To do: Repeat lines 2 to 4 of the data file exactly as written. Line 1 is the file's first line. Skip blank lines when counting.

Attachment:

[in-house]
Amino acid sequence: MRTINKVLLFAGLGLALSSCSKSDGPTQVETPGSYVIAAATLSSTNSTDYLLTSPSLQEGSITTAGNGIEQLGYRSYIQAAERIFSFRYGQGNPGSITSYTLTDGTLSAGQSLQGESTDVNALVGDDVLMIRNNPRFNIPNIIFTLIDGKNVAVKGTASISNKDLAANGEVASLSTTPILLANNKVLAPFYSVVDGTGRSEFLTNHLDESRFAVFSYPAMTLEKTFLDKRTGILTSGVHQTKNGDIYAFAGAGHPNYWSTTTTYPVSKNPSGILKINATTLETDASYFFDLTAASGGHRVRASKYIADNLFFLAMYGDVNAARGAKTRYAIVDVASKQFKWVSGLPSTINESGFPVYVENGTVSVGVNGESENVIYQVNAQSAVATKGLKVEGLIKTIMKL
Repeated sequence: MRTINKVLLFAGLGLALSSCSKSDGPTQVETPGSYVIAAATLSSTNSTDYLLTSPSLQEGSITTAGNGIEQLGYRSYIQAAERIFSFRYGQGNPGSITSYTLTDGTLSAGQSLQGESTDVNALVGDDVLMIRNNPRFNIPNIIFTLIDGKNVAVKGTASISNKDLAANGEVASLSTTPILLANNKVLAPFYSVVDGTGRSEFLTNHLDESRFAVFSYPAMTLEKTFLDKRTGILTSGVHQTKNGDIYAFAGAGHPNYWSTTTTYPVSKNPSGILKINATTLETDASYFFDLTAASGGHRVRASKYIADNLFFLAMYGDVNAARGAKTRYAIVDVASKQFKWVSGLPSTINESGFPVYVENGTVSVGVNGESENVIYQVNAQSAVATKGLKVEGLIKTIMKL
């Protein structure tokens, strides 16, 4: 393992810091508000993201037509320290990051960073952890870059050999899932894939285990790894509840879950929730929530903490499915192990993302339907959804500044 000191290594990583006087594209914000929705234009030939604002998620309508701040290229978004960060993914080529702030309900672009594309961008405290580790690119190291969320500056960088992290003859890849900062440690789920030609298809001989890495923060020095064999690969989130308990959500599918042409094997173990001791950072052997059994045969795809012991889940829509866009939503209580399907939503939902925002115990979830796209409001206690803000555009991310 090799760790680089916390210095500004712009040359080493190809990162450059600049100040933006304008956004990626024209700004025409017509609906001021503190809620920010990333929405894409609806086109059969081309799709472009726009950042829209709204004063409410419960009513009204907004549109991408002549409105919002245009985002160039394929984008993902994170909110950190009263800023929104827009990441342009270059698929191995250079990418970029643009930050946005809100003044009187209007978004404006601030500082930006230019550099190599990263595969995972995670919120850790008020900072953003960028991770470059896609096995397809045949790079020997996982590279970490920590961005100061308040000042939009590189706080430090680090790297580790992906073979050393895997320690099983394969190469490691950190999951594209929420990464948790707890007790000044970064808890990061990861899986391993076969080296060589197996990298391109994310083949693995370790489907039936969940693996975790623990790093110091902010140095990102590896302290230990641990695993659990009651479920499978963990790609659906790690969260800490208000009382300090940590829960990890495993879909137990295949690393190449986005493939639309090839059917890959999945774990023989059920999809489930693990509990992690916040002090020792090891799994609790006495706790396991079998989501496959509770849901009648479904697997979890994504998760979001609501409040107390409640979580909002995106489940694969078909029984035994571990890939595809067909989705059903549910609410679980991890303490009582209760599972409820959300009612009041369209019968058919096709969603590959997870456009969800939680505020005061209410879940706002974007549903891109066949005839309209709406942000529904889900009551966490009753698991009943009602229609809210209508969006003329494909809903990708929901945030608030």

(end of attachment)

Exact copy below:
Amino acid sequence: MRTINKVLLFAGLGLALSSCSKSDGPTQVETPGSYVIAAATLSSTNSTDYLLTSPSLQEGSITTAGNGIEQLGYRSYIQAAERIFSFRYGQGNPGSITSYTLTDGTLSAGQSLQGESTDVNALVGDDVLMIRNNPRFNIPNIIFTLIDGKNVAVKGTASISNKDLAANGEVASLSTTPILLANNKVLAPFYSVVDGTGRSEFLTNHLDESRFAVFSYPAMTLEKTFLDKRTGILTSGVHQTKNGDIYAFAGAGHPNYWSTTTTYPVSKNPSGILKINATTLETDASYFFDLTAASGGHRVRASKYIADNLFFLAMYGDVNAARGAKTRYAIVDVASKQFKWVSGLPSTINESGFPVYVENGTVSVGVNGESENVIYQVNAQSAVATKGLKVEGLIKTIMKL
Repeated sequence: MRTINKVLLFAGLGLALSSCSKSDGPTQVETPGSYVIAAATLSSTNSTDYLLTSPSLQEGSITTAGNGIEQLGYRSYIQAAERIFSFRYGQGNPGSITSYTLTDGTLSAGQSLQGESTDVNALVGDDVLMIRNNPRFNIPNIIFTLIDGKNVAVKGTASISNKDLAANGEVASLSTTPILLANNKVLAPFYSVVDGTGRSEFLTNHLDESRFAVFSYPAMTLEKTFLDKRTGILTSGVHQTKNGDIYAFAGAGHPNYWSTTTTYPVSKNPSGILKINATTLETDASYFFDLTAASGGHRVRASKYIADNLFFLAMYGDVNAARGAKTRYAIVDVASKQFKWVSGLPSTINESGFPVYVENGTVSVGVNGESENVIYQVNAQSAVATKGLKVEGLIKTIMKL
């Protein structure tokens, strides 16, 4: 393992810091508000993201037509320290990051960073952890870059050999899932894939285990790894509840879950929730929530903490499915192990993302339907959804500044 000191290594990583006087594209914000929705234009030939604002998620309508701040290229978004960060993914080529702030309900672009594309961008405290580790690119190291969320500056960088992290003859890849900062440690789920030609298809001989890495923060020095064999690969989130308990959500599918042409094997173990001791950072052997059994045969795809012991889940829509866009939503209580399907939503939902925002115990979830796209409001206690803000555009991310 090799760790680089916390210095500004712009040359080493190809990162450059600049100040933006304008956004990626024209700004025409017509609906001021503190809620920010990333929405894409609806086109059969081309799709472009726009950042829209709204004063409410419960009513009204907004549109991408002549409105919002245009985002160039394929984008993902994170909110950190009263800023929104827009990441342009270059698929191995250079990418970029643009930050946005809100003044009187209007978004404006601030500082930006230019550099190599990263595969995972995670919120850790008020900072953003960028991770470059896609096995397809045949790079020997996982590279970490920590961005100061308040000042939009590189706080430090680090790297580790992906073979050393895997320690099983394969190469490691950190999951594209929420990464948790707890007790000044970064808890990061990861899986391993076969080296060589197996990298391109994310083949693995370790489907039936969940693996975790623990790093110091902010140095990102590896302290230990641990695993659990009651479920499978963990790609659906790690969260800490208000009382300090940590829960990890495993879909137990295949690393190449986005493939639309090839059917890959999945774990023989059920999809489930693990509990992690916040002090020792090891799994609790006495706790396991079998989501496959509770849901009648479904697997979890994504998760979001609501409040107390409640979580909002995106489940694969078909029984035994571990890939595809067909989705059903549910609410679980991890303490009582209760599972409820959300009612009041369209019968058919096709969603590959997870456009969800939680505020005061209410879940706002974007549903891109066949005839309209709406942000529904889900009551966490009753698991009943009602229609809210209508969006003329494909809903990708929901945030608030």